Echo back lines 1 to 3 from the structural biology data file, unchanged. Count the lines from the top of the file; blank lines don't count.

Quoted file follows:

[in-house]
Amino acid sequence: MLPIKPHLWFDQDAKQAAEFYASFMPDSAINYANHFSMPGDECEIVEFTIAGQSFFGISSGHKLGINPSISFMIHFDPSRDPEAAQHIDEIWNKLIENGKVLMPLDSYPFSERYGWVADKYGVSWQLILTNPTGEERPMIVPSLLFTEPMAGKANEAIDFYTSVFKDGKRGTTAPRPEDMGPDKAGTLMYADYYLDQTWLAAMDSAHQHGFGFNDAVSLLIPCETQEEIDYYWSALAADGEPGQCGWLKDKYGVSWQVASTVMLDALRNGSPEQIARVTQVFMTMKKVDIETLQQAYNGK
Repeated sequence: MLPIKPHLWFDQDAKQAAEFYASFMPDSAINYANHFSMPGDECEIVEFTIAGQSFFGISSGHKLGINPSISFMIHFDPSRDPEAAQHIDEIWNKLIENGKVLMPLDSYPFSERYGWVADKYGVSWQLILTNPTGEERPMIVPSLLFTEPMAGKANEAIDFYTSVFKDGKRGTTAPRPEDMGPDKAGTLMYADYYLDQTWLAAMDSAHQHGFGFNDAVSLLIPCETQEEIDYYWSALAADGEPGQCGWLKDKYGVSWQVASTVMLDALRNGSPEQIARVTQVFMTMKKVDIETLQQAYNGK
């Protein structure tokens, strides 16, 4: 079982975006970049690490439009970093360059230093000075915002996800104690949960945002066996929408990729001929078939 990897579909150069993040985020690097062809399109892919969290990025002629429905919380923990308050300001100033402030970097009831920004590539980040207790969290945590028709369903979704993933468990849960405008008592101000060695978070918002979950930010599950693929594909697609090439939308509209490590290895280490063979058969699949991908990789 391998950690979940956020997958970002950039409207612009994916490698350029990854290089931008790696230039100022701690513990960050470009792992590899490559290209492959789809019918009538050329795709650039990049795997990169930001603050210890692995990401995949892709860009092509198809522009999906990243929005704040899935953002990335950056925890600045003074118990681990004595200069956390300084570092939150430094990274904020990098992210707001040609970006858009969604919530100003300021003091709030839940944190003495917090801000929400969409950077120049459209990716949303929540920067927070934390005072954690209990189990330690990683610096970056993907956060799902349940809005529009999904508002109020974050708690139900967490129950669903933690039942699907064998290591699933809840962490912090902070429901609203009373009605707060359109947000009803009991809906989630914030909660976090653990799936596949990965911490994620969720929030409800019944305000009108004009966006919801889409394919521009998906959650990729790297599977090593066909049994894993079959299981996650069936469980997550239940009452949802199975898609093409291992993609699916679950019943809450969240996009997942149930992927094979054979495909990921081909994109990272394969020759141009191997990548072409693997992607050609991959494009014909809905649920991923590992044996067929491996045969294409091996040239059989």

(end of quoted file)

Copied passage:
[in-house]
Amino acid sequence: MLPIKPHLWFDQDAKQAAEFYASFMPDSAINYANHFSMPGDECEIVEFTIAGQSFFGISSGHKLGINPSISFMIHFDPSRDPEAAQHIDEIWNKLIENGKVLMPLDSYPFSERYGWVADKYGVSWQLILTNPTGEERPMIVPSLLFTEPMAGKANEAIDFYTSVFKDGKRGTTAPRPEDMGPDKAGTLMYADYYLDQTWLAAMDSAHQHGFGFNDAVSLLIPCETQEEIDYYWSALAADGEPGQCGWLKDKYGVSWQVASTVMLDALRNGSPEQIARVTQVFMTMKKVDIETLQQAYNGK
Repeated sequence: MLPIKPHLWFDQDAKQAAEFYASFMPDSAINYANHFSMPGDECEIVEFTIAGQSFFGISSGHKLGINPSISFMIHFDPSRDPEAAQHIDEIWNKLIENGKVLMPLDSYPFSERYGWVADKYGVSWQLILTNPTGEERPMIVPSLLFTEPMAGKANEAIDFYTSVFKDGKRGTTAPRPEDMGPDKAGTLMYADYYLDQTWLAAMDSAHQHGFGFNDAVSLLIPCETQEEIDYYWSALAADGEPGQCGWLKDKYGVSWQVASTVMLDALRNGSPEQIARVTQVFMTMKKVDIETLQQAYNGK